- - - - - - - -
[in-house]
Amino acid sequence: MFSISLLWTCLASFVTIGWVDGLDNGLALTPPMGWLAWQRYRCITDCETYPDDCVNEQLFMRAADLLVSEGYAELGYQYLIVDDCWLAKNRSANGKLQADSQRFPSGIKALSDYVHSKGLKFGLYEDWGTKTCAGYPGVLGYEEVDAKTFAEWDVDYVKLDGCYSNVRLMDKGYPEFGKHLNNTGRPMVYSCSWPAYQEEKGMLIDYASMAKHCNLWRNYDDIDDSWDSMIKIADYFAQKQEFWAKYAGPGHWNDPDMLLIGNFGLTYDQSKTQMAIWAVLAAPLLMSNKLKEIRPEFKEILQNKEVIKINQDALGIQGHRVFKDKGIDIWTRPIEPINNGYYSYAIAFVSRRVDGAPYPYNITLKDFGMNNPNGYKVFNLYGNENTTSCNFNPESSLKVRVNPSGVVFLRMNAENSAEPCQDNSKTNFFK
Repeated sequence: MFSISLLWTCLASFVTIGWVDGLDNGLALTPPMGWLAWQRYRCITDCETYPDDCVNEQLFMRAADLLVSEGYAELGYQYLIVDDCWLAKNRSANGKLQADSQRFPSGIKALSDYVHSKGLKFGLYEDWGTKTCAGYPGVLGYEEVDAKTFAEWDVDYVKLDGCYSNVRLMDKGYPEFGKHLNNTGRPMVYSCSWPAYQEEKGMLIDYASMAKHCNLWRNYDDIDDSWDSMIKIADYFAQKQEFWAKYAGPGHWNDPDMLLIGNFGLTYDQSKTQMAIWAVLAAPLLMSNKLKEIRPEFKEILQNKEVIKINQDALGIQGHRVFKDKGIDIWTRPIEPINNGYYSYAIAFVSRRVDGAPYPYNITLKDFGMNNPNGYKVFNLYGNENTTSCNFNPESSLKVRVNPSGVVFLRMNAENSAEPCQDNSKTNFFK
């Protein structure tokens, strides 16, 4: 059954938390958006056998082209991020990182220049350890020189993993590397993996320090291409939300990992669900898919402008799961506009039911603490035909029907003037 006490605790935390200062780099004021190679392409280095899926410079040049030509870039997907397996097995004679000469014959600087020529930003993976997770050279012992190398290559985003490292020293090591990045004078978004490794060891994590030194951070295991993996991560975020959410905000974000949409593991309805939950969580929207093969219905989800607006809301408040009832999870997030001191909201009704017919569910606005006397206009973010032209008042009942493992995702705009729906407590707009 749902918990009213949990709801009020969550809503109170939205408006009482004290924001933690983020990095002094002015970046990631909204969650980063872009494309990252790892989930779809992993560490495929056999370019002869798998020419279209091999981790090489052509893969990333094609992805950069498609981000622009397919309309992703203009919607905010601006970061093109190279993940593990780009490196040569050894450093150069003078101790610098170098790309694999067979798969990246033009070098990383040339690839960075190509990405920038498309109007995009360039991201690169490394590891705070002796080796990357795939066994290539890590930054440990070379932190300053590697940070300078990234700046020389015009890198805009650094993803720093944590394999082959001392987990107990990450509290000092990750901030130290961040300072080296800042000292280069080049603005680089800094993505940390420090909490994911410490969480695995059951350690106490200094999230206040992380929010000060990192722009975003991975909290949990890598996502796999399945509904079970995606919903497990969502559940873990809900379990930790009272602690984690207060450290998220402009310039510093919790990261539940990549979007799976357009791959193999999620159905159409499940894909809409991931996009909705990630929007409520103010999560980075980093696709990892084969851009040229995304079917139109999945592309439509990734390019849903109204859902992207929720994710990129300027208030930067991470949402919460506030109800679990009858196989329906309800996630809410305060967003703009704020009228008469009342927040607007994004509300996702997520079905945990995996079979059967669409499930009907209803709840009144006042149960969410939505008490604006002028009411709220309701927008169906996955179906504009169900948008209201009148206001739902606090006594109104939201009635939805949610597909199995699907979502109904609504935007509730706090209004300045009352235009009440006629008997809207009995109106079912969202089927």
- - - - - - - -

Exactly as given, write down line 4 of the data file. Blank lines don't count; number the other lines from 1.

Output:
């Protein structure tokens, strides 16, 4: 059954938390958006056998082209991020990182220049350890020189993993590397993996320090291409939300990992669900898919402008799961506009039911603490035909029907003037 006490605790935390200062780099004021190679392409280095899926410079040049030509870039997907397996097995004679000469014959600087020529930003993976997770050279012992190398290559985003490292020293090591990045004078978004490794060891994590030194951070295991993996991560975020959410905000974000949409593991309805939950969580929207093969219905989800607006809301408040009832999870997030001191909201009704017919569910606005006397206009973010032209008042009942493992995702705009729906407590707009 749902918990009213949990709801009020969550809503109170939205408006009482004290924001933690983020990095002094002015970046990631909204969650980063872009494309990252790892989930779809992993560490495929056999370019002869798998020419279209091999981790090489052509893969990333094609992805950069498609981000622009397919309309992703203009919607905010601006970061093109190279993940593990780009490196040569050894450093150069003078101790610098170098790309694999067979798969990246033009070098990383040339690839960075190509990405920038498309109007995009360039991201690169490394590891705070002796080796990357795939066994290539890590930054440990070379932190300053590697940070300078990234700046020389015009890198805009650094993803720093944590394999082959001392987990107990990450509290000092990750901030130290961040300072080296800042000292280069080049603005680089800094993505940390420090909490994911410490969480695995059951350690106490200094999230206040992380929010000060990192722009975003991975909290949990890598996502796999399945509904079970995606919903497990969502559940873990809900379990930790009272602690984690207060450290998220402009310039510093919790990261539940990549979007799976357009791959193999999620159905159409499940894909809409991931996009909705990630929007409520103010999560980075980093696709990892084969851009040229995304079917139109999945592309439509990734390019849903109204859902992207929720994710990129300027208030930067991470949402919460506030109800679990009858196989329906309800996630809410305060967003703009704020009228008469009342927040607007994004509300996702997520079905945990995996079979059967669409499930009907209803709840009144006042149960969410939505008490604006002028009411709220309701927008169906996955179906504009169900948008209201009148206001739902606090006594109104939201009635939805949610597909199995699907979502109904609504935007509730706090209004300045009352235009009440006629008997809207009995109106079912969202089927």